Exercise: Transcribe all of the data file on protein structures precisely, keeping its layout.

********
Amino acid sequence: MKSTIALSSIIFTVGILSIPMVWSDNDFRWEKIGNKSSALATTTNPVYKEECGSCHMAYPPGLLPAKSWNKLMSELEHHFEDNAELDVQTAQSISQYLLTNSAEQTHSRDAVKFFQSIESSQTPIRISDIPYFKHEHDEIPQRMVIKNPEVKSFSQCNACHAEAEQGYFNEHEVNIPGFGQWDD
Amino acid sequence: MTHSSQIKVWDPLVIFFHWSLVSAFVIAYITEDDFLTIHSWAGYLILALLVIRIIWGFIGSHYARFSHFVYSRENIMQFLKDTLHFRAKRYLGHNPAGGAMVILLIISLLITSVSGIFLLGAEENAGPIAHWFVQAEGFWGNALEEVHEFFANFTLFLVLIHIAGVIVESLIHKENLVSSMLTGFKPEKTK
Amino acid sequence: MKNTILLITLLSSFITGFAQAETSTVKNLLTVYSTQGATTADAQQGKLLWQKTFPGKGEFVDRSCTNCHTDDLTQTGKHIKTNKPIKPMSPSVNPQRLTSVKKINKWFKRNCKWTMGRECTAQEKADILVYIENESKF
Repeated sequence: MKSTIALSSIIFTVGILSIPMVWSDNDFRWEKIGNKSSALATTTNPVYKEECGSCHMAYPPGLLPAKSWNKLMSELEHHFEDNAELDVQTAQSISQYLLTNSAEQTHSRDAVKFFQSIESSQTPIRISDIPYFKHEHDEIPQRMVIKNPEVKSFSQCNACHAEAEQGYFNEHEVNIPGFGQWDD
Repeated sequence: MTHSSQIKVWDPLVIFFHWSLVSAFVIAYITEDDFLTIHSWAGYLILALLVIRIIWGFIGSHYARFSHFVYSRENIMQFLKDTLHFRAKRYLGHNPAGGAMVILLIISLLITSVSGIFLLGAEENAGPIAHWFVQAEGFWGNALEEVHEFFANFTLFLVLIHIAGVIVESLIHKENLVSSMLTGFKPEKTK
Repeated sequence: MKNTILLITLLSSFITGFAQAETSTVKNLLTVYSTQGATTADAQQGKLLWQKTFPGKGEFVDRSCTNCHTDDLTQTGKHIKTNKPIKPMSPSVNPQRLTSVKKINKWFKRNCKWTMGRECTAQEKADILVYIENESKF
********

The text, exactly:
Amino acid sequence: MKSTIALSSIIFTVGILSIPMVWSDNDFRWEKIGNKSSALATTTNPVYKEECGSCHMAYPPGLLPAKSWNKLMSELEHHFEDNAELDVQTAQSISQYLLTNSAEQTHSRDAVKFFQSIESSQTPIRISDIPYFKHEHDEIPQRMVIKNPEVKSFSQCNACHAEAEQGYFNEHEVNIPGFGQWDD
Amino acid sequence: MTHSSQIKVWDPLVIFFHWSLVSAFVIAYITEDDFLTIHSWAGYLILALLVIRIIWGFIGSHYARFSHFVYSRENIMQFLKDTLHFRAKRYLGHNPAGGAMVILLIISLLITSVSGIFLLGAEENAGPIAHWFVQAEGFWGNALEEVHEFFANFTLFLVLIHIAGVIVESLIHKENLVSSMLTGFKPEKTK
Amino acid sequence: MKNTILLITLLSSFITGFAQAETSTVKNLLTVYSTQGATTADAQQGKLLWQKTFPGKGEFVDRSCTNCHTDDLTQTGKHIKTNKPIKPMSPSVNPQRLTSVKKINKWFKRNCKWTMGRECTAQEKADILVYIENESKF
Repeated sequence: MKSTIALSSIIFTVGILSIPMVWSDNDFRWEKIGNKSSALATTTNPVYKEECGSCHMAYPPGLLPAKSWNKLMSELEHHFEDNAELDVQTAQSISQYLLTNSAEQTHSRDAVKFFQSIESSQTPIRISDIPYFKHEHDEIPQRMVIKNPEVKSFSQCNACHAEAEQGYFNEHEVNIPGFGQWDD
Repeated sequence: MTHSSQIKVWDPLVIFFHWSLVSAFVIAYITEDDFLTIHSWAGYLILALLVIRIIWGFIGSHYARFSHFVYSRENIMQFLKDTLHFRAKRYLGHNPAGGAMVILLIISLLITSVSGIFLLGAEENAGPIAHWFVQAEGFWGNALEEVHEFFANFTLFLVLIHIAGVIVESLIHKENLVSSMLTGFKPEKTK
Repeated sequence: MKNTILLITLLSSFITGFAQAETSTVKNLLTVYSTQGATTADAQQGKLLWQKTFPGKGEFVDRSCTNCHTDDLTQTGKHIKTNKPIKPMSPSVNPQRLTSVKKINKWFKRNCKWTMGRECTAQEKADILVYIENESKF